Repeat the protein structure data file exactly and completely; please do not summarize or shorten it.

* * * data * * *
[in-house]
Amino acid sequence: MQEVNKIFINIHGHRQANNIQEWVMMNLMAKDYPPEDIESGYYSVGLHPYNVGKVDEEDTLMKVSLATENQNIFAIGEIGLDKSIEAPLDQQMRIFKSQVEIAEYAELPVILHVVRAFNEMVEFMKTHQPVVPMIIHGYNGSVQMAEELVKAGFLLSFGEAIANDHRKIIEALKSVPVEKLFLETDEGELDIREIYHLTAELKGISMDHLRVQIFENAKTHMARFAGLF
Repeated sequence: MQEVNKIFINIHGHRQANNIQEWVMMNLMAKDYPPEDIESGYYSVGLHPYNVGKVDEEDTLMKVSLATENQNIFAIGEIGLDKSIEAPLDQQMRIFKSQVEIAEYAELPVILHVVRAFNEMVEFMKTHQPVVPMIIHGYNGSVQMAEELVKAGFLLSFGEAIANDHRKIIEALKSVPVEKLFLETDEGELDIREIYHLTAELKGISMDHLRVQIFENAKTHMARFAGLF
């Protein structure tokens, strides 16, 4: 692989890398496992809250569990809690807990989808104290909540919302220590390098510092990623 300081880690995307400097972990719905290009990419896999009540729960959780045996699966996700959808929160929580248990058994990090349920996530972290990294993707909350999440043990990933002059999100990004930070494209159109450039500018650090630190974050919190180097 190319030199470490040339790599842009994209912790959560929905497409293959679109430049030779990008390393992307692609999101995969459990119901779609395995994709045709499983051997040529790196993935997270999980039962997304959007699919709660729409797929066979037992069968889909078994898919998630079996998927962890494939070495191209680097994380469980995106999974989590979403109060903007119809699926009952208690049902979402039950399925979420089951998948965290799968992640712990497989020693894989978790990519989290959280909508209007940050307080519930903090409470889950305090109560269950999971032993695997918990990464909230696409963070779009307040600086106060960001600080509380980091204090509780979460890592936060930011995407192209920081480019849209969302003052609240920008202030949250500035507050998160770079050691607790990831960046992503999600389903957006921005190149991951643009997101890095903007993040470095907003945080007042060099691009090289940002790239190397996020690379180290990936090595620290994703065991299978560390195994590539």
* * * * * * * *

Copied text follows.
[in-house]
Amino acid sequence: MQEVNKIFINIHGHRQANNIQEWVMMNLMAKDYPPEDIESGYYSVGLHPYNVGKVDEEDTLMKVSLATENQNIFAIGEIGLDKSIEAPLDQQMRIFKSQVEIAEYAELPVILHVVRAFNEMVEFMKTHQPVVPMIIHGYNGSVQMAEELVKAGFLLSFGEAIANDHRKIIEALKSVPVEKLFLETDEGELDIREIYHLTAELKGISMDHLRVQIFENAKTHMARFAGLF
Repeated sequence: MQEVNKIFINIHGHRQANNIQEWVMMNLMAKDYPPEDIESGYYSVGLHPYNVGKVDEEDTLMKVSLATENQNIFAIGEIGLDKSIEAPLDQQMRIFKSQVEIAEYAELPVILHVVRAFNEMVEFMKTHQPVVPMIIHGYNGSVQMAEELVKAGFLLSFGEAIANDHRKIIEALKSVPVEKLFLETDEGELDIREIYHLTAELKGISMDHLRVQIFENAKTHMARFAGLF
């Protein structure tokens, strides 16, 4: 692989890398496992809250569990809690807990989808104290909540919302220590390098510092990623 300081880690995307400097972990719905290009990419896999009540729960959780045996699966996700959808929160929580248990058994990090349920996530972290990294993707909350999440043990990933002059999100990004930070494209159109450039500018650090630190974050919190180097 190319030199470490040339790599842009994209912790959560929905497409293959679109430049030779990008390393992307692609999101995969459990119901779609395995994709045709499983051997040529790196993935997270999980039962997304959007699919709660729409797929066979037992069968889909078994898919998630079996998927962890494939070495191209680097994380469980995106999974989590979403109060903007119809699926009952208690049902979402039950399925979420089951998948965290799968992640712990497989020693894989978790990519989290959280909508209007940050307080519930903090409470889950305090109560269950999971032993695997918990990464909230696409963070779009307040600086106060960001600080509380980091204090509780979460890592936060930011995407192209920081480019849209969302003052609240920008202030949250500035507050998160770079050691607790990831960046992503999600389903957006921005190149991951643009997101890095903007993040470095907003945080007042060099691009090289940002790239190397996020690379180290990936090595620290994703065991299978560390195994590539």